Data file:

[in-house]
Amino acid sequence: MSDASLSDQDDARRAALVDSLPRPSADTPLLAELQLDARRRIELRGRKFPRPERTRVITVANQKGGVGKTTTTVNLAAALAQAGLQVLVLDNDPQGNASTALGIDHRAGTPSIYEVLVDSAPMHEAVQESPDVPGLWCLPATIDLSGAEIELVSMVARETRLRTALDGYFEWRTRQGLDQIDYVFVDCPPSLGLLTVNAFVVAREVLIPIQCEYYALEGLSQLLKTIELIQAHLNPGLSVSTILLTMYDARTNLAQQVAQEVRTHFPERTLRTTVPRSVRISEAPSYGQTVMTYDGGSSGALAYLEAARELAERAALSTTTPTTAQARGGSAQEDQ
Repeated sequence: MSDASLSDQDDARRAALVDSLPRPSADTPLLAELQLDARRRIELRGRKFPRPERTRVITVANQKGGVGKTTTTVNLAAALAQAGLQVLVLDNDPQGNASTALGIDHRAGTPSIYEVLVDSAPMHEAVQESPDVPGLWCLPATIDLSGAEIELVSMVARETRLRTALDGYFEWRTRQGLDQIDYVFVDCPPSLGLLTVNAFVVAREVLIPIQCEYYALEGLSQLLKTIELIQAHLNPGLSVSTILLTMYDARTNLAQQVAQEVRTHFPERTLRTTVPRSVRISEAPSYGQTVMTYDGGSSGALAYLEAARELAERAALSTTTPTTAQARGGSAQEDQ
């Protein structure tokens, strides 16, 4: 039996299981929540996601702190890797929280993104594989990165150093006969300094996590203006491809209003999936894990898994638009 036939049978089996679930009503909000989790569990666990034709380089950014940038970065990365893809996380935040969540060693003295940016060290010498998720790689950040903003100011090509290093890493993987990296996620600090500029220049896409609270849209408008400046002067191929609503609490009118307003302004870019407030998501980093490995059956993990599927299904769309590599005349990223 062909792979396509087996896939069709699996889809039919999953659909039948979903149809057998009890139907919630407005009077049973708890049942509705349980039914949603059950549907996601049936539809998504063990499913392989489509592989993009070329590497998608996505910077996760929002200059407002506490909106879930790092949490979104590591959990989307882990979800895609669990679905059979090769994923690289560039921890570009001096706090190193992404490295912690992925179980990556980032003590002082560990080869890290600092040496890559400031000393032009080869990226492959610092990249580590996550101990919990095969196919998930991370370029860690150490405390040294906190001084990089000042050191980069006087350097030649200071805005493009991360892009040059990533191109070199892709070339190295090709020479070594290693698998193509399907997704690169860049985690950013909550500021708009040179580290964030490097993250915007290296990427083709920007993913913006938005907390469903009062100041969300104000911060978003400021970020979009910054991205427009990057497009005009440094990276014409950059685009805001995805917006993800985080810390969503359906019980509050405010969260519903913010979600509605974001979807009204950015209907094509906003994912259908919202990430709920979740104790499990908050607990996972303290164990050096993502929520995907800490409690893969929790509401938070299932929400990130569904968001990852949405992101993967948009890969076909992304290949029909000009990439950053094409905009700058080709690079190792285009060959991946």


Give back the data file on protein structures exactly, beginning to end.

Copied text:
[in-house]
Amino acid sequence: MSDASLSDQDDARRAALVDSLPRPSADTPLLAELQLDARRRIELRGRKFPRPERTRVITVANQKGGVGKTTTTVNLAAALAQAGLQVLVLDNDPQGNASTALGIDHRAGTPSIYEVLVDSAPMHEAVQESPDVPGLWCLPATIDLSGAEIELVSMVARETRLRTALDGYFEWRTRQGLDQIDYVFVDCPPSLGLLTVNAFVVAREVLIPIQCEYYALEGLSQLLKTIELIQAHLNPGLSVSTILLTMYDARTNLAQQVAQEVRTHFPERTLRTTVPRSVRISEAPSYGQTVMTYDGGSSGALAYLEAARELAERAALSTTTPTTAQARGGSAQEDQ
Repeated sequence: MSDASLSDQDDARRAALVDSLPRPSADTPLLAELQLDARRRIELRGRKFPRPERTRVITVANQKGGVGKTTTTVNLAAALAQAGLQVLVLDNDPQGNASTALGIDHRAGTPSIYEVLVDSAPMHEAVQESPDVPGLWCLPATIDLSGAEIELVSMVARETRLRTALDGYFEWRTRQGLDQIDYVFVDCPPSLGLLTVNAFVVAREVLIPIQCEYYALEGLSQLLKTIELIQAHLNPGLSVSTILLTMYDARTNLAQQVAQEVRTHFPERTLRTTVPRSVRISEAPSYGQTVMTYDGGSSGALAYLEAARELAERAALSTTTPTTAQARGGSAQEDQ
């Protein structure tokens, strides 16, 4: 039996299981929540996601702190890797929280993104594989990165150093006969300094996590203006491809209003999936894990898994638009 036939049978089996679930009503909000989790569990666990034709380089950014940038970065990365893809996380935040969540060693003295940016060290010498998720790689950040903003100011090509290093890493993987990296996620600090500029220049896409609270849209408008400046002067191929609503609490009118307003302004870019407030998501980093490995059956993990599927299904769309590599005349990223 062909792979396509087996896939069709699996889809039919999953659909039948979903149809057998009890139907919630407005009077049973708890049942509705349980039914949603059950549907996601049936539809998504063990499913392989489509592989993009070329590497998608996505910077996760929002200059407002506490909106879930790092949490979104590591959990989307882990979800895609669990679905059979090769994923690289560039921890570009001096706090190193992404490295912690992925179980990556980032003590002082560990080869890290600092040496890559400031000393032009080869990226492959610092990249580590996550101990919990095969196919998930991370370029860690150490405390040294906190001084990089000042050191980069006087350097030649200071805005493009991360892009040059990533191109070199892709070339190295090709020479070594290693698998193509399907997704690169860049985690950013909550500021708009040179580290964030490097993250915007290296990427083709920007993913913006938005907390469903009062100041969300104000911060978003400021970020979009910054991205427009990057497009005009440094990276014409950059685009805001995805917006993800985080810390969503359906019980509050405010969260519903913010979600509605974001979807009204950015209907094509906003994912259908919202990430709920979740104790499990908050607990996972303290164990050096993502929520995907800490409690893969929790509401938070299932929400990130569904968001990852949405992101993967948009890969076909992304290949029909000009990439950053094409905009700058080709690079190792285009060959991946």